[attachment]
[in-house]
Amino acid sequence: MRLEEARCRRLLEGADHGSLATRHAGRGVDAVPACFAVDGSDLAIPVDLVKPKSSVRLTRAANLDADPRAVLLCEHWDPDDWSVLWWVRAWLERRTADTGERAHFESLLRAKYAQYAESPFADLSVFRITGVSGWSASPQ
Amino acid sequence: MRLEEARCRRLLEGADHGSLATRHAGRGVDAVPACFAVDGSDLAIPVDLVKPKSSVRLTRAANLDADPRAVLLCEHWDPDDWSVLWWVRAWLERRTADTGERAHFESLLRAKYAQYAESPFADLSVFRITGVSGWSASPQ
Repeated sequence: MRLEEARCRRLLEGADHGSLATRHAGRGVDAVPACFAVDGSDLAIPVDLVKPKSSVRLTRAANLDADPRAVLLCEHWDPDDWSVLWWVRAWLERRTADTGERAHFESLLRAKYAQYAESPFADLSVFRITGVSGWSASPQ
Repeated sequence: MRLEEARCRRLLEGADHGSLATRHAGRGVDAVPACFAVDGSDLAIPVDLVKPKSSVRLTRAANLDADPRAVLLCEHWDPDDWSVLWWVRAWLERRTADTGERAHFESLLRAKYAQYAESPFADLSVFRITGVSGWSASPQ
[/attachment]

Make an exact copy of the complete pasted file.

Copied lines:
[in-house]
Amino acid sequence: MRLEEARCRRLLEGADHGSLATRHAGRGVDAVPACFAVDGSDLAIPVDLVKPKSSVRLTRAANLDADPRAVLLCEHWDPDDWSVLWWVRAWLERRTADTGERAHFESLLRAKYAQYAESPFADLSVFRITGVSGWSASPQ
Amino acid sequence: MRLEEARCRRLLEGADHGSLATRHAGRGVDAVPACFAVDGSDLAIPVDLVKPKSSVRLTRAANLDADPRAVLLCEHWDPDDWSVLWWVRAWLERRTADTGERAHFESLLRAKYAQYAESPFADLSVFRITGVSGWSASPQ
Repeated sequence: MRLEEARCRRLLEGADHGSLATRHAGRGVDAVPACFAVDGSDLAIPVDLVKPKSSVRLTRAANLDADPRAVLLCEHWDPDDWSVLWWVRAWLERRTADTGERAHFESLLRAKYAQYAESPFADLSVFRITGVSGWSASPQ
Repeated sequence: MRLEEARCRRLLEGADHGSLATRHAGRGVDAVPACFAVDGSDLAIPVDLVKPKSSVRLTRAANLDADPRAVLLCEHWDPDDWSVLWWVRAWLERRTADTGERAHFESLLRAKYAQYAESPFADLSVFRITGVSGWSASPQ